Chwinga are original to Tomb of Annihilation.
The chwinga are a new invention of D&D 5th edition. They don't appear in earlier editions of D&D, and I can't find any creature by that name at Google Books or the Internet Archive's library. The creature's inspiration would be a matter of speculation; we might not be certain without asking the book's designers.
However, I did find the term chwinga in some old texts, where it refers to an item or concept in Australian aboriginal beliefs.
Encyclopedia Britannica Vol.19 says:
The sacred as the secret. The literal sense of the term chwinga, applied by the Central Australians to their sacred objects, and likewise used more abstractly to denote mystic power, as when a man is said to be “full of churinga,” is “secret,” and is symptomatic of the esotericism that is a striking mark of Australian, and indeed of all primitive, religion, with its insistence on initiation, its exclusion of women, and its strictly enforced reticence concerning traditional lore and proceedings.
The Native Tribes of Central Australia mentions chwinga or "churinga" as part of the beliefs of the Arunta or Arrernte people. A churinga is a sacred object or totem, though the word itself may also mean "sacred". Lectures On The Religion Of The Semites The Fundamental Institutions (1927), p. 568 and 635, describe churinga as sacred stones.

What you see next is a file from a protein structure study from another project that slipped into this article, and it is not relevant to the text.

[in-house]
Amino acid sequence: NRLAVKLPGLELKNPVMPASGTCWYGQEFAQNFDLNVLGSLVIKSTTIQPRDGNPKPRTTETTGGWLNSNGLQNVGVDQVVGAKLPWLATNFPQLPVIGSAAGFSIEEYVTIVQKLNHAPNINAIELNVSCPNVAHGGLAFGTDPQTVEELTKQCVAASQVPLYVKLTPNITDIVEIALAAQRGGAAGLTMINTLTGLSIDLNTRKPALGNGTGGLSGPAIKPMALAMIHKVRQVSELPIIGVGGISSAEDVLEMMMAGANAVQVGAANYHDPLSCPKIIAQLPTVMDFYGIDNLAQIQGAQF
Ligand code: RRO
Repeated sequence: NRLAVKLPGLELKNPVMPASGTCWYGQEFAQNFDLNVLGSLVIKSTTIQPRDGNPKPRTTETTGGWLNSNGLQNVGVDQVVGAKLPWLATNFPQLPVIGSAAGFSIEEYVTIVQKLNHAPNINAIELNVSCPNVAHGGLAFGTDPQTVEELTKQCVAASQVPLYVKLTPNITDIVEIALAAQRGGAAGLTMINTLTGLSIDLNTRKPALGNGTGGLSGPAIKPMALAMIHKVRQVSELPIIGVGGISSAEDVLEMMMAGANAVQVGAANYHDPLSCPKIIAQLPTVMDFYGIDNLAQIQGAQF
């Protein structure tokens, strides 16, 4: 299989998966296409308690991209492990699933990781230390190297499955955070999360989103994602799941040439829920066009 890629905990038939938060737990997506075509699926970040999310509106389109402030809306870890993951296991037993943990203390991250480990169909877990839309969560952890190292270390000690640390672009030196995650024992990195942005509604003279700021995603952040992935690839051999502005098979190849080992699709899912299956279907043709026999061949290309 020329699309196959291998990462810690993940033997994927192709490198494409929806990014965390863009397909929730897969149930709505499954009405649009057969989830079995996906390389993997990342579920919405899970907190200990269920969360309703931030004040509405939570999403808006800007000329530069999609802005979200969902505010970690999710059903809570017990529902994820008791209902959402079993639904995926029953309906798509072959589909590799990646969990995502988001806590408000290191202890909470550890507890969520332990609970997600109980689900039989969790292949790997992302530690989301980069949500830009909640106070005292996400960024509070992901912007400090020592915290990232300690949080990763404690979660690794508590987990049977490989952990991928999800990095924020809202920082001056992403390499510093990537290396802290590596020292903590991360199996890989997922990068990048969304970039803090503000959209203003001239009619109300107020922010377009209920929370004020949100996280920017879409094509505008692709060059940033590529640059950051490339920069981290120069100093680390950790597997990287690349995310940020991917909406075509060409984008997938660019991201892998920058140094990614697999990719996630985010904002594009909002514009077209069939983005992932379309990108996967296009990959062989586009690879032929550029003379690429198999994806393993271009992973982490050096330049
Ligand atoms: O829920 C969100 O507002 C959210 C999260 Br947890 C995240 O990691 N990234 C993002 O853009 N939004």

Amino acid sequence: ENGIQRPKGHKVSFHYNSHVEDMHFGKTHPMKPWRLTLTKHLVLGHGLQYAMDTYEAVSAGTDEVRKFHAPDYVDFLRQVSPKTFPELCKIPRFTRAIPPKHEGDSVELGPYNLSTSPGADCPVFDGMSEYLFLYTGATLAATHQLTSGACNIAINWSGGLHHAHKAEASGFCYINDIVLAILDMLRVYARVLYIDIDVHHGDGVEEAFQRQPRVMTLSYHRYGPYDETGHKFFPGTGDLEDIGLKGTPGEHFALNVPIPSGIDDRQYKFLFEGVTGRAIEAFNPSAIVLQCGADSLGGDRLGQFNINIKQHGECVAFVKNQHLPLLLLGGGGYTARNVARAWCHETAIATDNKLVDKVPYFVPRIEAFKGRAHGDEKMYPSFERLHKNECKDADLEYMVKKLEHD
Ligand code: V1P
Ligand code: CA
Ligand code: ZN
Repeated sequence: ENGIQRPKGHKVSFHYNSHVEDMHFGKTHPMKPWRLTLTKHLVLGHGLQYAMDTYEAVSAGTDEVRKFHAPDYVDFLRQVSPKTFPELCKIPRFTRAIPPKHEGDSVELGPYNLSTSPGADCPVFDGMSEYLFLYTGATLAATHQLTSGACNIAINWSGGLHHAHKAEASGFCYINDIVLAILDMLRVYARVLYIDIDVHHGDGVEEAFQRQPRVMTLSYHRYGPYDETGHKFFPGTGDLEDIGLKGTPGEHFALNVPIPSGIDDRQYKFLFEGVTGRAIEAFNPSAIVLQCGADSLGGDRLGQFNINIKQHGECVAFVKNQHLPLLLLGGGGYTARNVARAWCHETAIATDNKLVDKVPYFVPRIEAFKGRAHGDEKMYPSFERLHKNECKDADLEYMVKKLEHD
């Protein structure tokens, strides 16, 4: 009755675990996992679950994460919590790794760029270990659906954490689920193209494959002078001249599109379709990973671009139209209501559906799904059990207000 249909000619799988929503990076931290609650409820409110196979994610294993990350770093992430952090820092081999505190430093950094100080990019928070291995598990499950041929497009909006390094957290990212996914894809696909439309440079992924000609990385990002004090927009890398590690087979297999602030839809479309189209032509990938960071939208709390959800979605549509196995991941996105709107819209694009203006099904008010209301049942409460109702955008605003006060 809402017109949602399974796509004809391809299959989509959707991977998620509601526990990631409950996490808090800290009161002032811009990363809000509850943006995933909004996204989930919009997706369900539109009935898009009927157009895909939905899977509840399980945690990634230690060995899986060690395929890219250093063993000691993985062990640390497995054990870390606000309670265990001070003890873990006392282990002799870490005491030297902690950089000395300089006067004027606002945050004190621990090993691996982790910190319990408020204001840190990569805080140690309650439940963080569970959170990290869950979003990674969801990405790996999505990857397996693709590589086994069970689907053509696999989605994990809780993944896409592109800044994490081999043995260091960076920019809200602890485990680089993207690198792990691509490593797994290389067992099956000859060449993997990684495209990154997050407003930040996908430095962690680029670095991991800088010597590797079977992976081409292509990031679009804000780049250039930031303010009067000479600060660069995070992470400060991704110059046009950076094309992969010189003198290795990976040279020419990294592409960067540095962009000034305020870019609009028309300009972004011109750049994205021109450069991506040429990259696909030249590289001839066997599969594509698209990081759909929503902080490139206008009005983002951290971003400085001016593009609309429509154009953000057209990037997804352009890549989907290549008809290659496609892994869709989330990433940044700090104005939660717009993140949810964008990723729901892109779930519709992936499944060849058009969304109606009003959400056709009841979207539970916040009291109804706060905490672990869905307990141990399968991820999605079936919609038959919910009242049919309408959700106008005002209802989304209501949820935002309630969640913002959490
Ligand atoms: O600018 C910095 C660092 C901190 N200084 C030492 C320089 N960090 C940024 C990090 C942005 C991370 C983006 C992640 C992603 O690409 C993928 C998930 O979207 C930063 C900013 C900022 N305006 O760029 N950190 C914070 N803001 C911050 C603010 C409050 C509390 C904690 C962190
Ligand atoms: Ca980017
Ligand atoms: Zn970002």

Wikipedia has an article on these sacred objects, spelled also tjurunga. The article describes that magical powers might be attributed to tjurunga, and that they are held with such secrecy that only certain people are allowed to view it.
D&D's chwinga can turn into long, thin stones when they die; have a connection to stone, grant benefits to humans, are highly secretive, and are often depicted as dark-skinned. In that regard, they resemble the sacred stones of Arrernte belief. However, they may also draw from other myths: melding into stone is a trait of dwarves from Norse myth, being secretive and giving gifts to humans are traits shared with the Japanese korobokuru, and the notion of little men who use magic and live in the woods appears in English folklore.